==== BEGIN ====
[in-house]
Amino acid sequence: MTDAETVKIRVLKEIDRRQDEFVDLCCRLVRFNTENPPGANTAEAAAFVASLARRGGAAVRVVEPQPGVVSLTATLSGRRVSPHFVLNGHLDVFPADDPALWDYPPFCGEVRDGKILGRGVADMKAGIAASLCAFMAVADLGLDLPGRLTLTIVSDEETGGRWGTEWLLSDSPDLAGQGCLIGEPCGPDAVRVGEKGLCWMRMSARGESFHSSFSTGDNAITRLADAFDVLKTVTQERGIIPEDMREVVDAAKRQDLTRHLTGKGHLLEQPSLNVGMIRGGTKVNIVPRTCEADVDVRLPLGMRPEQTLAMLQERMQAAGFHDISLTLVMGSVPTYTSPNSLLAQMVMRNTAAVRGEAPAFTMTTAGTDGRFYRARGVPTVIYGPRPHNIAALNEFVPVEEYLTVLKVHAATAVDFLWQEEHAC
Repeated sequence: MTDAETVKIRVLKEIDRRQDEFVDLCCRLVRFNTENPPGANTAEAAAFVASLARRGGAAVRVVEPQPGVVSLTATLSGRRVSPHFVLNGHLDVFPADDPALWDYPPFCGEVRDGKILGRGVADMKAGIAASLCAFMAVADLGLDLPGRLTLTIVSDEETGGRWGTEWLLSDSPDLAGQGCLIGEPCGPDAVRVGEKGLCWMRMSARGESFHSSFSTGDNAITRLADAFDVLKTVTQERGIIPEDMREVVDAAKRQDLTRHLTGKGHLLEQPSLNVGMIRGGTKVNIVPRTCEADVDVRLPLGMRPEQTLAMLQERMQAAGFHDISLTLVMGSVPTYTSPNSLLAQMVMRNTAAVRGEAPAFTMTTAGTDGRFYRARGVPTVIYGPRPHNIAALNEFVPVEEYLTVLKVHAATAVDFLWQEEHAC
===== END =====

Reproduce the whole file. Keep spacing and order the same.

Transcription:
[in-house]
Amino acid sequence: MTDAETVKIRVLKEIDRRQDEFVDLCCRLVRFNTENPPGANTAEAAAFVASLARRGGAAVRVVEPQPGVVSLTATLSGRRVSPHFVLNGHLDVFPADDPALWDYPPFCGEVRDGKILGRGVADMKAGIAASLCAFMAVADLGLDLPGRLTLTIVSDEETGGRWGTEWLLSDSPDLAGQGCLIGEPCGPDAVRVGEKGLCWMRMSARGESFHSSFSTGDNAITRLADAFDVLKTVTQERGIIPEDMREVVDAAKRQDLTRHLTGKGHLLEQPSLNVGMIRGGTKVNIVPRTCEADVDVRLPLGMRPEQTLAMLQERMQAAGFHDISLTLVMGSVPTYTSPNSLLAQMVMRNTAAVRGEAPAFTMTTAGTDGRFYRARGVPTVIYGPRPHNIAALNEFVPVEEYLTVLKVHAATAVDFLWQEEHAC
Repeated sequence: MTDAETVKIRVLKEIDRRQDEFVDLCCRLVRFNTENPPGANTAEAAAFVASLARRGGAAVRVVEPQPGVVSLTATLSGRRVSPHFVLNGHLDVFPADDPALWDYPPFCGEVRDGKILGRGVADMKAGIAASLCAFMAVADLGLDLPGRLTLTIVSDEETGGRWGTEWLLSDSPDLAGQGCLIGEPCGPDAVRVGEKGLCWMRMSARGESFHSSFSTGDNAITRLADAFDVLKTVTQERGIIPEDMREVVDAAKRQDLTRHLTGKGHLLEQPSLNVGMIRGGTKVNIVPRTCEADVDVRLPLGMRPEQTLAMLQERMQAAGFHDISLTLVMGSVPTYTSPNSLLAQMVMRNTAAVRGEAPAFTMTTAGTDGRFYRARGVPTVIYGPRPHNIAALNEFVPVEEYLTVLKVHAATAVDFLWQEEHAC